The Office of the Sheriff

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Portage County Sheriff's Office Patch 

 

Constitutional Authority

The Office of Sheriff is created by the Wisconsin Constitution (Article VI, Section 4). It is an elected office in each county with a four year term. Consequently, the Sheriff is a constitutional officer who is the Chief Law Enforcement Officer of the County. The Sheriff’s duties are varied and for the most part are defined in the Wisconsin Statutes. These duties include, enforcing state law and County ordinances, maintaining the peace, running the jail, and serving both criminal and civil process.

 

Duties of the Sheriff's Office

The Office of Sheriff has certain unique duties, powers, and responsibilities different from other law enforcement agencies. Some of these include:

• Command the law enforcement force of the County.
• Take charge and custody of the Jail and the Juvenile Detention Center.
• Attend upon the Circuit Court and the Court of Appeals.
• Serve or execute all processes, writs, precepts, and legal orders.
• Enforce all orders of the State of Wisconsin relating to explosives.
• Conduct rescues and body recoveries of human beings from the water.
• Enforce municipal ordinances in which the sheriff is under contract.
• Keep the peace and suppress all affrays and unlawful assemblies.
• Call to aid any persons or power of the County the Sheriff deems.
• Oversee the County’s Animal Control Program.
• Request assistance of, and provide assistance to, other agencies..
• Transport prisoners and mentally committed individuals in County custody.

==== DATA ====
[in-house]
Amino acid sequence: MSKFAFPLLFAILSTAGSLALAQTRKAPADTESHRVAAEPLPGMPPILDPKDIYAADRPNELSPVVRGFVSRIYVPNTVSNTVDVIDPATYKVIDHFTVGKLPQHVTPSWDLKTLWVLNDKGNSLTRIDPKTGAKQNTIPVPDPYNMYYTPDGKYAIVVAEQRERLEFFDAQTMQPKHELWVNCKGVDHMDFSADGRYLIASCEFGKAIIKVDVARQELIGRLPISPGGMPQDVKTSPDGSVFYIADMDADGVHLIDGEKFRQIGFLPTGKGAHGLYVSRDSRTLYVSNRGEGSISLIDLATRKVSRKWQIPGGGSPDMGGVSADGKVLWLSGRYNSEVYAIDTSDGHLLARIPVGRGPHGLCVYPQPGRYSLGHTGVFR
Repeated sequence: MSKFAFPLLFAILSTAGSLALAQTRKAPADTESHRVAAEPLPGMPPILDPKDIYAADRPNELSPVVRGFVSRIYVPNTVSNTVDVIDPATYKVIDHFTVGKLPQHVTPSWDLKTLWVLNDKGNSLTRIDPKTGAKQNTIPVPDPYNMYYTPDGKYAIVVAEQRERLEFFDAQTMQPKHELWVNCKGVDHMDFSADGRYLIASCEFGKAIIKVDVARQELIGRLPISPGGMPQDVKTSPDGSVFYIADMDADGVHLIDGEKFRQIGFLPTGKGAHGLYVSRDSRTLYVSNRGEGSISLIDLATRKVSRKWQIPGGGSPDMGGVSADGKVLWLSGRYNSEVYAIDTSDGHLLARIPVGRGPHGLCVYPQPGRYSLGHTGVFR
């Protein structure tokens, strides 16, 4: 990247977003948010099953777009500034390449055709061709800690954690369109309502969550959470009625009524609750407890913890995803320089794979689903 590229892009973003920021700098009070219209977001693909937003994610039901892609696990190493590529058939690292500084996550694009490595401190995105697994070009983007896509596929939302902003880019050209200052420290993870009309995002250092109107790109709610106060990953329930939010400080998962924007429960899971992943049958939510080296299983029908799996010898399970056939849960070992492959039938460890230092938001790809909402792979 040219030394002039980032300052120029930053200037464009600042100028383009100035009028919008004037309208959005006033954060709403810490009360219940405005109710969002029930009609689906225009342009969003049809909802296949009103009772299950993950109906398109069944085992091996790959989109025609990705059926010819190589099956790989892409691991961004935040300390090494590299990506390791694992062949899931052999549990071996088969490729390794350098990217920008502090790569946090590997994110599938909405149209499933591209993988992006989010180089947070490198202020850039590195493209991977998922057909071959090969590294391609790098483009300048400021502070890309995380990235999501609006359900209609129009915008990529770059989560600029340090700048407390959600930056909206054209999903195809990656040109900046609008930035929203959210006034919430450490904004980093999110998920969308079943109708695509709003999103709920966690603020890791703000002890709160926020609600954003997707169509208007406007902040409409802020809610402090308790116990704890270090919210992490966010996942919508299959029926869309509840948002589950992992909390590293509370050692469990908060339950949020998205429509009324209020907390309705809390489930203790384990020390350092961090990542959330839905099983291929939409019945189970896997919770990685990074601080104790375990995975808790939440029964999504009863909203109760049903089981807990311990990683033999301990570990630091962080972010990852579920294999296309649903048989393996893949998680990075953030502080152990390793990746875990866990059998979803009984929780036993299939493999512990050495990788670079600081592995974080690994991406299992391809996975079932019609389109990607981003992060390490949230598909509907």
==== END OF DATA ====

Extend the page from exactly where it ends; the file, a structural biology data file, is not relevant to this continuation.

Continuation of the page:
• Calling a posse comitatus.
• Operate the County’s Public Safety Answering Point (9-1-1 Center) and Communications Center (i.e. Dispatch).
• Perform all other duties required of the Sheriff by law.

The Sheriff can, on a case by case basis, assert leadership, control, and direction by reason of his/her superior position as chief law enforcement officer of the County. It is the duty of the local police officers to cooperate. Local law enforcement personnel are subject to the command of the Sheriff even when acting within their municipal boundaries when the Sheriff exercises a call to aid under Wis. Stat. § 59.28(1). The Sheriff has concurrent authority with local law enforcement personnel regardless of municipal boundaries (61 OAG 79).

 

Functions of the Office

This organization is officially known as the "Office of the Sheriff" or more commonly known as the "Sheriff's Office." As the sheriff is a constitutionally elected position, the term "Sheriff's Department" is, by definition, incorrect.

What is the difference between sheriff's department and sheriff's office, and why should it matter? To answer the first question, we can turn to Black's Law Dictionary, which defines the terms as follows:

Department: 'One of the major divisions of the executive branch of the government generally, a branch or division of governmental administration.'

Office: 'A right, and correspondent duty, to exercise a public trust. A public charge or employment, the most frequent occasions to use the word arise with reference to a duty and power conferred on an individual by the government; and when this is the connection, 'public office' is a usual and more discriminating expression in the constitutional sense, the term implies an authority to exercise some portion of the sovereign power, whether in making, executing, or administering the laws.'

Clearly, the office of sheriff is not simply another department of county government. Its internal operations are the sole responsibility of the sheriff. County department heads are subordinate to a County Executive because they are truly only a division of county government, and they work for him/her and for the governing body of the county (i.e. county board.)

The Office of Sheriff, on the other hand, is a constitutional office having exclusive powers and authority. These powers are not subject to the dictates of a county executive or the whims of a county board. The powers of this office have been exercised for over a millennium.

A sheriff's office, then, is fundamentally different from a county department, which derives its limited authority from whatever is delegated to it. This delegation is made by those individuals who hold an elected position, of office, in the governing body. The use of 'department' actually refers to a subordinate unit of government, rather than to a body with inherent powers and sovereignty, such as the office of sheriff.